What? I've never heard of IPv6 problems like that at all (and I've had the IPv6 stack enabled since XP!)
Trust me, I've personally had dozens of cases (edging on hundreds pretty soon) where this has been exactly the problem. Given all of our helpdesk, it runs into the hundreds or thousands of cases easily.
Just from last week, in one case a customer with Vista had an absolutely, horrifically crappy internet connection through mobile broadband (3G/UMTS). The lag between anything happening when I took a remote connection was 20 to 30 seconds and webpages were barely loading. After a big struggle, I managed to turn the IPv6 stack off in the local area connection, wireless connection and bluetooth connection in that machine. Reboot, reestablish remote connection and everything ran smooth as silk at maximum speed.
Another case, customer calls tech support several times, can't get email client to work no matter what. When we finally get around to installing Thunderbird and configuring the crap out of it, it establishes connection to server and then freezes to the message "Downloading message 1/500". Turn off IPv6 on all connections, reboot and wham, everything works correctly.
I've personally had several cases where the customer's connection simply will not budge anywhere before you disable IPv6. Trying to get WLAN working is more often wasted effort if it's enabled, though this is not guaranteed.
But in any event it's so prevalent that standard operating procedure at my workplace is that if there's a connection problem on Vista or Windows 7, IPv6 is the first thing that goes after the cables are checked and the line checked. If we file a field case and it turns out it was the customer's equipment, they get the bill, so we have to do it anyway.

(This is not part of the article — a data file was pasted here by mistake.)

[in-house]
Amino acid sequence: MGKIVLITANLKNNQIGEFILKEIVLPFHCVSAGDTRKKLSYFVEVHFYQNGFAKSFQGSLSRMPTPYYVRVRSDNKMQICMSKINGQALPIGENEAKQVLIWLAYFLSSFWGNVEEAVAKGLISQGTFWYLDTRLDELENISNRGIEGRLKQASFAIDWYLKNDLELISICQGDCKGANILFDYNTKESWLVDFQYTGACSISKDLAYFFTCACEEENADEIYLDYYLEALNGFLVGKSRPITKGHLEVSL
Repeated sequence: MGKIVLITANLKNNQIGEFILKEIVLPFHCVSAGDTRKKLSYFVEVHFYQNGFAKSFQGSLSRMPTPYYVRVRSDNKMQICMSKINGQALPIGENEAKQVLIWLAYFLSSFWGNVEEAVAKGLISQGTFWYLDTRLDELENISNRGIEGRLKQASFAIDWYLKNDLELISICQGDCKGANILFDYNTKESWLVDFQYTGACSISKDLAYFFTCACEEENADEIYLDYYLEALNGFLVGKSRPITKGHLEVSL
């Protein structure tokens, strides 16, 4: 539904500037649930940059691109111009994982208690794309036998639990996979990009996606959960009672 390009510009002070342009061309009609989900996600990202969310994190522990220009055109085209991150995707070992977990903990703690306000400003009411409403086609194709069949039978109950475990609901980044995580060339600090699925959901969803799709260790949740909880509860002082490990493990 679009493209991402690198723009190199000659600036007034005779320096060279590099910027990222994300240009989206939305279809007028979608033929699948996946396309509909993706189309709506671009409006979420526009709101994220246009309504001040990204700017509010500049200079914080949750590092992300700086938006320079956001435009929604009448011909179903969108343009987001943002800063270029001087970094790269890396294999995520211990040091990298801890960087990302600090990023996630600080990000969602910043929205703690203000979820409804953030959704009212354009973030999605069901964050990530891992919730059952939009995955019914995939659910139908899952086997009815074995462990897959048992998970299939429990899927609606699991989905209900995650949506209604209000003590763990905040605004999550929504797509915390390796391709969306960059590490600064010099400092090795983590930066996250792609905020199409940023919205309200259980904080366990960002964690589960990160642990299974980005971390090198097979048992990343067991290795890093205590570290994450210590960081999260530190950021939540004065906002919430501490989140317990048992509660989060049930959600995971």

I can tell you that it was a complete bitch to troubleshoot this in the early cases, because it was all trial and error, but it was consistently the only thing that fixed otherwise unfixable problems.
The real killer was that remote connection case last week. The IPv6 stack is supposed to be independently set for each network connection, so theoretically they are not supposed to affect each other. But practice has shown that if you leave it enabled in so much as a single network connection item there, it will fuck up every connection in Windows. I've got examples of that too. Disabled IPv6 on local area connection but left it on in the wireless one, the local area connection didn't work and once IPv6 was turned off from the wireless and the machine rebooted, both were a-okay.
I don't know how much of that is due to the fact that 95% or more of our customers use brand computers that come with Windows preinstalled and who knows what OEM crapware on the side. Most people with self-assembled computers don't have problems like this. Some do, but most don't.
But it's a fucking nightmare is what it is. I asked the network core side people about IPv6 and they said our network has some support in the big pipes, but it's completely absent from the DSLAM level and the customer connections. And trying to connect a PC to a modem does not even involve the network at all.